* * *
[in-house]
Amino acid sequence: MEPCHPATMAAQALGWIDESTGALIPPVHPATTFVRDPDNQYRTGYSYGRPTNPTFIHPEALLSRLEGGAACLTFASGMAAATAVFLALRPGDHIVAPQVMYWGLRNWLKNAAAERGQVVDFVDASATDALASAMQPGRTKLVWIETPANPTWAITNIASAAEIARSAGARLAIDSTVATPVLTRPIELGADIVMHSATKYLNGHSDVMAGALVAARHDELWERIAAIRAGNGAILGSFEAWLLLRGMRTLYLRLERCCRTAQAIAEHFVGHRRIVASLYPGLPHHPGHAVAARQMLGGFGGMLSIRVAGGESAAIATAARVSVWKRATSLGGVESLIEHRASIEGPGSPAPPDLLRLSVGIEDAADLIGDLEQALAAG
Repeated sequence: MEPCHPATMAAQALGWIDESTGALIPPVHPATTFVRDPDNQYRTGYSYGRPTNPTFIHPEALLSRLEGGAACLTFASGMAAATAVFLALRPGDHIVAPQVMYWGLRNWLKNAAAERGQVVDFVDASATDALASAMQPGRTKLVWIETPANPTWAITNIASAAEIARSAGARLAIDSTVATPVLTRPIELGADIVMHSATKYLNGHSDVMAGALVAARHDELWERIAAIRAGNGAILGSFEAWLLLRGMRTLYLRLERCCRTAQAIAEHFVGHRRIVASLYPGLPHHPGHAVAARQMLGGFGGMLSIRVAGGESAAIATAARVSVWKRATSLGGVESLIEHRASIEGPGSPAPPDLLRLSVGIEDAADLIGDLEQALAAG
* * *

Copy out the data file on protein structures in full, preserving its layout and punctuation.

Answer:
[in-house]
Amino acid sequence: MEPCHPATMAAQALGWIDESTGALIPPVHPATTFVRDPDNQYRTGYSYGRPTNPTFIHPEALLSRLEGGAACLTFASGMAAATAVFLALRPGDHIVAPQVMYWGLRNWLKNAAAERGQVVDFVDASATDALASAMQPGRTKLVWIETPANPTWAITNIASAAEIARSAGARLAIDSTVATPVLTRPIELGADIVMHSATKYLNGHSDVMAGALVAARHDELWERIAAIRAGNGAILGSFEAWLLLRGMRTLYLRLERCCRTAQAIAEHFVGHRRIVASLYPGLPHHPGHAVAARQMLGGFGGMLSIRVAGGESAAIATAARVSVWKRATSLGGVESLIEHRASIEGPGSPAPPDLLRLSVGIEDAADLIGDLEQALAAG
Repeated sequence: MEPCHPATMAAQALGWIDESTGALIPPVHPATTFVRDPDNQYRTGYSYGRPTNPTFIHPEALLSRLEGGAACLTFASGMAAATAVFLALRPGDHIVAPQVMYWGLRNWLKNAAAERGQVVDFVDASATDALASAMQPGRTKLVWIETPANPTWAITNIASAAEIARSAGARLAIDSTVATPVLTRPIELGADIVMHSATKYLNGHSDVMAGALVAARHDELWERIAAIRAGNGAILGSFEAWLLLRGMRTLYLRLERCCRTAQAIAEHFVGHRRIVASLYPGLPHHPGHAVAARQMLGGFGGMLSIRVAGGESAAIATAARVSVWKRATSLGGVESLIEHRASIEGPGSPAPPDLLRLSVGIEDAADLIGDLEQALAAG